The transition of the transition

By Luis Manuel Aguana

Versión en español

I had my doubts about how to start this new year. I even had them on how to finish last 2018, which I could say without mistake has been the worst year since our founding, including the Independence War. That’s how bad the year ended. However, since I didn’t want to sit back and cry about what happened in 2018, I decided in my last note of the year, modestly, to give some practical suggestions to improve the lack of credibility of young politicians who will be in charge of the opposition in 2019, and for that old maxim that advises looking ahead, avoiding driving through the rear-view mirror.

Already on a blank page in 2019 and with the present concern of how the political events of the next few days will unfold in the middle of all this debate that has arisen regarding who appoints or not a new Transitional Government in the absence of a President-Elect for 10E, I believe that we Venezuelans have lost in the midst of all this tragedy some important details that I believe it necessary to analyze in this first note of the year.

We have devoted so much energy to getting out of Maduro and his regime that we have not realized what would come next and with whom. You tell me, what’s wrong with this guy? Obviously we would return to the system of freedoms and democracy that we lost with Chavez. However, that is what we want, that is what the country wants, but is that what those who maintain a fierce struggle for power underground once Maduro has disappeared, and of course those who sustain him, want? I don’t know.

In 1958 things were very clear. When the dictator left, the statesmen took possession and led the country along a route that proved to be democratic and inclusive; and even though the Pact was made up of three actors, two of them enjoyed power (AD and COPEI), but were exhausted and in less than 40 years, not being capable of a vision of the future, the continued errors gave way to a social resentment whose imprint we Venezuelans are now living badly.

At that time, Venezuelans had no doubts about the democratic intentions of a Betancourt, a Caldera or a Villalba. Their credibility and leaderships were unquestionable. Those leaders had proven themselves, and their trajectory, which included a 1946 Constituent, gave no doubt that what they would do with Venezuela after the dictator fell was the politically correct thing to do.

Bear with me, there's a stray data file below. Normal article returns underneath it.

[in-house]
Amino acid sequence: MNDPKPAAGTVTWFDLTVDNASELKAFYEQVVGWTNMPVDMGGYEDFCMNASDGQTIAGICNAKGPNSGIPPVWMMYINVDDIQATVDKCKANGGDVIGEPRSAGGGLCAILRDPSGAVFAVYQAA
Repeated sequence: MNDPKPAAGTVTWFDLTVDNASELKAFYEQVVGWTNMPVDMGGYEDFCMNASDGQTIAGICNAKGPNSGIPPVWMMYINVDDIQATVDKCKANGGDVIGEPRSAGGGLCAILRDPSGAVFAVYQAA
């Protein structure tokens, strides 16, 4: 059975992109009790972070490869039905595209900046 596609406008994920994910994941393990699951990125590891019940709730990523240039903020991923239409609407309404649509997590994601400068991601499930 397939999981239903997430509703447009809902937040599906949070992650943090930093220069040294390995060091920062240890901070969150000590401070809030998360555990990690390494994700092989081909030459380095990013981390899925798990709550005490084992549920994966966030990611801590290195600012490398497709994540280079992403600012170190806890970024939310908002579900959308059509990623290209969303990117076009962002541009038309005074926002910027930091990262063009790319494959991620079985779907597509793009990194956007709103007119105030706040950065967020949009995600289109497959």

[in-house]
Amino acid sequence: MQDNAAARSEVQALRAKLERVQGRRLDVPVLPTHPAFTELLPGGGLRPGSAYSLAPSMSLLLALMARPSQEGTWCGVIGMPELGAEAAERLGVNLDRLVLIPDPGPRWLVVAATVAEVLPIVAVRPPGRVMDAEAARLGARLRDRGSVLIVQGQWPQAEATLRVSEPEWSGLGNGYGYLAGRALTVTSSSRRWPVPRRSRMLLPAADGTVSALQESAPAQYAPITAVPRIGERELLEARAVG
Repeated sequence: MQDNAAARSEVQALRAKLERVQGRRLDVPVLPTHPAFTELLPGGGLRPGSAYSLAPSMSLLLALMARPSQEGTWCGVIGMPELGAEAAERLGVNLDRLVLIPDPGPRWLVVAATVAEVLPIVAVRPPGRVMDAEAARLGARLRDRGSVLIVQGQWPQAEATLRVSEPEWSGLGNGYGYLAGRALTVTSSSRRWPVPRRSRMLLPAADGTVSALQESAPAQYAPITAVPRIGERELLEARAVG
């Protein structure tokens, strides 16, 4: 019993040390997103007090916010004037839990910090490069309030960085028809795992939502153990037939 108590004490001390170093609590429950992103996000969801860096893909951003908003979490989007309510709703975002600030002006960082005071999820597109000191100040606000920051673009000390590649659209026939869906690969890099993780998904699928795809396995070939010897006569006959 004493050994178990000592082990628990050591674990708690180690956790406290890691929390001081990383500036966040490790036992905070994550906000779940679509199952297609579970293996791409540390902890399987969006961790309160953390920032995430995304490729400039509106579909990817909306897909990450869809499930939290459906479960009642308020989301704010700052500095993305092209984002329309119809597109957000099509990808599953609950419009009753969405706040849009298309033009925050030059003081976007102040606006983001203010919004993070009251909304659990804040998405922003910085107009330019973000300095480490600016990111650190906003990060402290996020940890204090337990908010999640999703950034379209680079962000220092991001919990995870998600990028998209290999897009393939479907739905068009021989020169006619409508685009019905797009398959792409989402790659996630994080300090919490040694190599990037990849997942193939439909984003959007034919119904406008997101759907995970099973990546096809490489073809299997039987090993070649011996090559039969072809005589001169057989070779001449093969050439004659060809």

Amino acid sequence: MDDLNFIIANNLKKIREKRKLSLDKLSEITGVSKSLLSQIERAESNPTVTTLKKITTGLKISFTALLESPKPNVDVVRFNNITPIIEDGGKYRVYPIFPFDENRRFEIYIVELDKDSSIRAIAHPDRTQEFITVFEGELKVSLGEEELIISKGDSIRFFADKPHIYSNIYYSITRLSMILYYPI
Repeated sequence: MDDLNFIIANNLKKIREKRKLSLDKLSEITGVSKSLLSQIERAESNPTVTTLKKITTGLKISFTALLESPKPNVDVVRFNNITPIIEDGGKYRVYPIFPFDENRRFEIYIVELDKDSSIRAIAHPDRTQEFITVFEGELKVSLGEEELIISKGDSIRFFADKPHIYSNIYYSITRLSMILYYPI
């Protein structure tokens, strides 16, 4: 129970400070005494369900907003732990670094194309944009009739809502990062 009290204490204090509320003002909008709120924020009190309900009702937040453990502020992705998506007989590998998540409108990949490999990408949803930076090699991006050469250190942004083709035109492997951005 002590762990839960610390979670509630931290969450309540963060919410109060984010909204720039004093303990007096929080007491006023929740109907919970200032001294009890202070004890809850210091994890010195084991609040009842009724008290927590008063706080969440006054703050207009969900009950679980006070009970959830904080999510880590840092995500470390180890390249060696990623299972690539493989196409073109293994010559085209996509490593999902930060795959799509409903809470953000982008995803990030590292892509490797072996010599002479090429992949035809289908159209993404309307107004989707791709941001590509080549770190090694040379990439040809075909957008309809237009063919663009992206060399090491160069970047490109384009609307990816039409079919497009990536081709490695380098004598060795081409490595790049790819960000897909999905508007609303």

But the political leadership of 1958 changed dramatically in 60 years. This era has witnessed leaders who have sold themselves for money to finance their parties; leaders who have coexisted with the regime at the expense of the suffering of the population; leaders who negotiate the country without a sense of State and Nation, and who far from leading the development of Venezuela have been co-responsible for its destruction.

After the tyranny castro-chavista-madurista what should come immediately is a purge of the opposition leadership with the consequent birth of new drivers. And that purge can only be given by the people of Venezuela through a fair and clean electoral process in which civil society participates, which with its true leadership, present throughout the country, is capable of measuring itself against those whom the same people saw selling themselves to the regime and who will surely continue trying to deceive them after this tragedy. All parties will have to renew their internal leadership through elections so that their true natural leaderships will emerge, not imposed, and only the people will decide who they trust to lead the country. It is their future and they deserve to decide among those who have demonstrated ethics, morals and citizen values.